9. You ignore SEO

…meaning that you’re very difficult to discover on search engines. Neglecting SEO while your competitors don’t can mean that they rank higher, providing better solutions for shoppers' search intent.

To put it simply, SEO helps you get more traffic to your site, and those are the visitors who actually look for what you have to offer, therefore, are more likely to convert.

10. You do nothing when visitors abandon their carts

The average cart abandonment rate in e-commerce is nearly 70%, and this sounds… well, like too many potential sales to lose.

The reasons behind this can be very different. Maybe some unexpected shipping costs at the checkout, the lack of common payment options… Or just a bad WIFI connection.

Whatever it is, make sure to reach out to those who abandoned their carts (of course, also look into why it might have happened and fix it). Some already mentioned email and SMS marketing tools have this option to set specific workflows and send abandoned cart reminders, encouraging shoppers to come back after a chosen time.

Sometimes people just forget, and it’s a great opportunity to win them back.

Abandoned cart email reminder
Source: Really Good Emails

11. You don’t analyze your bounce rates

Bounce rate can tell you a lot about where you gain and, even more importantly, lose people's interest because of some issues on your e-commerce store.

Those might be anything really, for instance, a bad copy, confusing navigation, flashy pop-ups, or some other user experience problem.

Actually, if you’re not achieving the results you desire, evaluating your website’s user experience should be one of the TOP priorities on your list.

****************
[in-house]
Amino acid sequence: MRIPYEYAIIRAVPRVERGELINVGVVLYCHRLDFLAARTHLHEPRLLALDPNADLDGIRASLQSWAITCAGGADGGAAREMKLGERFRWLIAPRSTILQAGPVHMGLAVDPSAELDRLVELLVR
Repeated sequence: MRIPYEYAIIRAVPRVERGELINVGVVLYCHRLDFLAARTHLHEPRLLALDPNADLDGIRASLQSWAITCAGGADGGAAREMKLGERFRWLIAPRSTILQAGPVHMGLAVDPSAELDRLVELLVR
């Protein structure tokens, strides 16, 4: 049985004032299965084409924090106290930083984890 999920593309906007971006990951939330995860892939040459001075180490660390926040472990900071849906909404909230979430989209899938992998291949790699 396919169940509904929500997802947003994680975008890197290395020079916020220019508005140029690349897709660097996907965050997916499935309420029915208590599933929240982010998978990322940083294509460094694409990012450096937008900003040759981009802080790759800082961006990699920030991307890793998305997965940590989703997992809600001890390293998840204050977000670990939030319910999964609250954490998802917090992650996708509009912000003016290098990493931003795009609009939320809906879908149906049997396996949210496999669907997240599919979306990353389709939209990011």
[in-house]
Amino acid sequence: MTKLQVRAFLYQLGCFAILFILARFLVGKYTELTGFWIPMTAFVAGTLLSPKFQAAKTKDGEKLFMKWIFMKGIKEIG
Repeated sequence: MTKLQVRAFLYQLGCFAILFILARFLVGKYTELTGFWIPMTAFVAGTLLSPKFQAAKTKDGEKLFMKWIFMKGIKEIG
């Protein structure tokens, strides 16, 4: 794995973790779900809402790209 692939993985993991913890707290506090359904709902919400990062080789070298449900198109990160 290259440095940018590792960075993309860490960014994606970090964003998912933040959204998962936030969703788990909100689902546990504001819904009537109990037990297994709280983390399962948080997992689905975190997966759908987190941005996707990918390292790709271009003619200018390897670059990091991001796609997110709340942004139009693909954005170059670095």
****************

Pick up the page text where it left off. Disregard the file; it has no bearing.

12. You don’t run remarketing ads

The vast majority of shoppers visiting your website for the first time are not there to buy. And it’s totally okay since most likely, they’re just exploring and comparing different options, also, they might have just discovered your brand.

Using remarketing, you can reach out to these visitors and try to convince them to buy from you. They've already shown their interest in your brand, and they might just need a little nudge that hey, remember checking this out? It’s the best you can find!

Great product – no sales? Observe and improve

Although the main reason why people buy one product or another is the product itself, there are plenty of options to find something similar elsewhere. That’s why many other factors come into consideration when making a purchase decision, and that's why sometimes you lose to your competitors if anything goes wrong.

So focusing only on sales might be the wrong approach if you want to make any. Before you do that, make sure that you provide a great shopping experience and put your products in the best possible light. Evaluating all the factors mentioned above can help you answer the question of why am I not getting sales and start fixing what needs to be fixed, thus making a change.